Gaza's Airborne Firebomb Launchers Threaten to Step Up Assaults Against Israel

The group accuses Israel of 'spreading lies' that it had agreed to stop its activities, as Hamas and Islamic Jihad were said to be pursuing talks with Egyptian intelligence for a deal to ease border tensions

Jack Khoury
Jack Khoury
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A firefighting plane at work near Kibbutz Carmiya on Gaza border on July 17, 2018.
A firefighting plane at work near Kibbutz Carmiya on Gaza border on July 17, 2018.Credit: Elilyahu Hershkovits
Jack Khoury
Jack Khoury

A group representing all of Gaza's airborne firebomb devices vowed on Wednesday to continue their operations against Israel.

"We hereby declare that our non-violent actions will continue and even more intensively, until we meet the demands of the Palestinian people to remove the blockade," the group said in a written statement.

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The incendiary balloon and kite flyers "stress that the pace of kite and balloon dispatches will intensify with the blockade."

"We know we can't rely on the enemy's declarations and that we cannot trust it and will continue until we see results on the ground.

"Israel has spread lies that we would halt our actions within 72 hours, and that Hamas has deployed forces to prevent us from operating. Therefore we hereby declare that these are lies and that the various units have gone out in the field this morning to continue with their operations with the aim of proving we don't take orders from anyone."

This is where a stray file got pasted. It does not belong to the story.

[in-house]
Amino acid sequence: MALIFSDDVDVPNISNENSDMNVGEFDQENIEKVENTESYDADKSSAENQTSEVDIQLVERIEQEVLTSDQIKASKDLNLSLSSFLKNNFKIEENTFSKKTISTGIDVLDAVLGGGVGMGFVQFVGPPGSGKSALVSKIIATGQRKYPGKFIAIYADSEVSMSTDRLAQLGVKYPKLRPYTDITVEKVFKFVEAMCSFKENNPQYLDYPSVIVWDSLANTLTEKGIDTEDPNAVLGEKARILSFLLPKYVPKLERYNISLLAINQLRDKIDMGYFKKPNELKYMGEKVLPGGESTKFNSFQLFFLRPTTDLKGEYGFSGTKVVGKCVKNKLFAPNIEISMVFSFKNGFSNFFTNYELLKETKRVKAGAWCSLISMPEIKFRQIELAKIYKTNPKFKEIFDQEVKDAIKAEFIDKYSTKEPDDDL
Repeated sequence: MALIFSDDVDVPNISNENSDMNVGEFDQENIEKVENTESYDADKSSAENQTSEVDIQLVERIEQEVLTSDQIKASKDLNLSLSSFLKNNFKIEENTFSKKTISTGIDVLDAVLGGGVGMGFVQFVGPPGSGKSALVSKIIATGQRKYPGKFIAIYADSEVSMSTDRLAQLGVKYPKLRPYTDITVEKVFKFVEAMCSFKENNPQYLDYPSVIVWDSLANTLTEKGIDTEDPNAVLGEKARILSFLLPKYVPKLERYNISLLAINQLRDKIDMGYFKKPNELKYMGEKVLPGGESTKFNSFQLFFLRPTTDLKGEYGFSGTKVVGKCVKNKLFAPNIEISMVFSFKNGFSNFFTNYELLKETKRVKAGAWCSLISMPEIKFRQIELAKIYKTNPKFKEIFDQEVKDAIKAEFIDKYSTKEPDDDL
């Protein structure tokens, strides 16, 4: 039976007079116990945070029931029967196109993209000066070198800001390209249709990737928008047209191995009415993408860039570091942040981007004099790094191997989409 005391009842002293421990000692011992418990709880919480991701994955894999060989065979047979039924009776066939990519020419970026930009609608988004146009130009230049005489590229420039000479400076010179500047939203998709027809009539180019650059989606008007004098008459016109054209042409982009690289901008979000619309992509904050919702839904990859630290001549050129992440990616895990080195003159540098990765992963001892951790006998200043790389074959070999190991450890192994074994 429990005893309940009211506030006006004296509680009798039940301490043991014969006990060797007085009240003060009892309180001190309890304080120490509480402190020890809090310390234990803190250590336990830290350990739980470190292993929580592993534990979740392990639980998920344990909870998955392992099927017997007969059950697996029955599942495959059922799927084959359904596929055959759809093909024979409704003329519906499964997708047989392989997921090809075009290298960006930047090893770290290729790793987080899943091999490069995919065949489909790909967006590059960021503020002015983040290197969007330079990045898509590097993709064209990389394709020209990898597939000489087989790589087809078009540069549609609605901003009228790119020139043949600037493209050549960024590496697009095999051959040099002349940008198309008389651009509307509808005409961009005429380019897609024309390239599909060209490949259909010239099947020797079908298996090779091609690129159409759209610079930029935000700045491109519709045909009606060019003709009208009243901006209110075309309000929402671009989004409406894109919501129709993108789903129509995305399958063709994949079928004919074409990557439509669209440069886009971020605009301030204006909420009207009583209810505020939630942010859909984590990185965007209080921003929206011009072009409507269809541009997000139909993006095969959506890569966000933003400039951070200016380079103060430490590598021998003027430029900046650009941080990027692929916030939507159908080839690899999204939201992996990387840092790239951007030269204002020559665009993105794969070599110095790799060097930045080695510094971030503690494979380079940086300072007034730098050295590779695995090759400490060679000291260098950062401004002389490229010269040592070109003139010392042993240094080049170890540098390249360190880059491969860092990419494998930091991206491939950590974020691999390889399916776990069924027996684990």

There were reports on Tuesday that Hamas and Islamic Jihad were continuing their contacts with Egyptian intelligence in an effort to achieve an easing of the Gaza blockade from Israel and Egypt.

Egyptian and Palestinian sources told Haaretz on Tuesday that Hamas is inclined to accept an agreement calling for a halt to the launching of the incendiary devices in exchange for Israel revoking its decision this week to stop fuel shipments into the Strip through the Kerem Shalom border crossing, through Sunday.

Such an agreement would also involve the opening of the Egyptian border crossing with Gaza at Rafah on a regular basis, as well as additional steps that Hamas is demanding.

"We don't want to return to the situation in which we were before the kites, because it was a bad situation in any case and it prompted us to hold marches [along the border fence], and from that, the matter of the kites developed," a senior Hamas political official told Haaretz. "What is being offered to us now is a return to the same circumstances and that won't change anything."

Hamas is not seeking a confrontation with Israel, the official added, and it understands that the continued dispatch of the fiery kites and balloons into Israel could lead to such an eventuality.

"From an operational and public diplomacy standpoint, it's easier for Israel to deal with rockets rather than balloons," he said, "so it will do everything to push Hamas and the other factions into this corner. Those in Hamas don’t want to play into Israel's hands."

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